static wordpress

In our previous article, we talked about decoupled implementations of WordPress that don’t use the standard editor or front-end. Statically-generated WordPress websites do use the WordPress editor and front-end, but are still decoupled from the rest of the WordPress server.

These implementations are simple to use, and provide the same speed and security benefits as headless, decoupled implementations. However, static WordPress sites add additional steps to updating your website, as your site must be re-generated and re-deployed with each edit. This method also removes a number of content management features that make WordPress such an attractive option.

Static site generation is great, and provides a built-in editorial workflow as changes can be made, approved, and then deployed. Whether or not it is a right fit for you depends upon your use case, and the complexity of the functionality you expect to offer.

top static site generator tools for wordpress

Below, we list some of the leading plugins for static WordPress generation. However, this is still a growing market. We anticipate many more challengers to enter this arena in the coming years.

In comparing the below tools, we found a great deal of overlap. In each case –

  • the plugin offers a free version and a premium version;
  • the plugin touts speed, security, and simplicity of hosting;
  • the plugin is compatible with most static hosting solutions such as Cloudflare, AWS S3, and Netlify.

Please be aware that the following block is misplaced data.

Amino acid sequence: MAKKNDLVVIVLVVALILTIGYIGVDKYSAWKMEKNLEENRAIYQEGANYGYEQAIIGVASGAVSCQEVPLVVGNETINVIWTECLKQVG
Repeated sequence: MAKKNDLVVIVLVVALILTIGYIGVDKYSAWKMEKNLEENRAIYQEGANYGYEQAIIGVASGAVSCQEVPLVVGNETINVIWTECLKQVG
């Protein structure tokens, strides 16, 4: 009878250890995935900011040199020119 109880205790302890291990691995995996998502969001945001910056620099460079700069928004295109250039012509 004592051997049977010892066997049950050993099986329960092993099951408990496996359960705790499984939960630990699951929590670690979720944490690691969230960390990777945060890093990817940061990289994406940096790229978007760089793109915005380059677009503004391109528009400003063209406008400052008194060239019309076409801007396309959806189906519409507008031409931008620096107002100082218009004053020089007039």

For that reason, it’s hard to assess the advantages and disadvantages of each. With that being said –

  • Simply Static is a tool we’ve used on client sites in the past, but only on its free tier. The Pro version integrates with GitHub, which allows for additional hosting options not available in the free tier;
  • WP2Static offers auto-deployment, which removes an additional step when making site updates. More recently, they’ve teamed up with Strattic, a publishing and hosting platform led by Elementor;
  • Staatic touts compatibility with WordPress multi-sites, and auto-deployment even from WordPress sites that are auth-protected.

simplicity with sacrifices

Static websites are very simple, but that simplicity comes at a cost. Much in the same way that creating headless/decoupled WordPress experiences remove some dynamic features of the WordPress front-end, the same is true for static sites.

When you deploy a static site, there is no database connection back to the WordPress server. Therefore, plugins that add dynamic features may not work, or work in the same manner. This effectively neuters a lot of what makes WordPress such a great publishing tool.

So, for basic marketing site requirements, static sites are fantastic. If you require more advanced functionality such as e-commerce or a logged-in experience, you might want to stick to the conventional WordPress implementation.

alternative static site solutions

WordPress is not the only content management system that offers static site functionality. In fact, there’s hundreds of them when using the Jamstack. While WordPress is unquestionably the premier content management system, static sites sidestep a number of these top-tier features.

In those cases, we would recommend an even easier solution to create static sites, without any of the overhead of a WordPress deployment. In a future article, we’ll cover an alternate static site generator in more depth – one of our favorite’s named Hugo.

the takeaway

Static site generators are a great way to bring WordPress back to basics, rendering sites in HTML, CSS, and JavaScript. This allows sites to be hosted easily, and removes the front-end from the WordPress database. This adds speed, security, and can drastically lower hosting costs, but also removes a number of dynamic features that make WordPress an attractive publishing option. Whether or not a static site makes sense for you depends upon your use-case.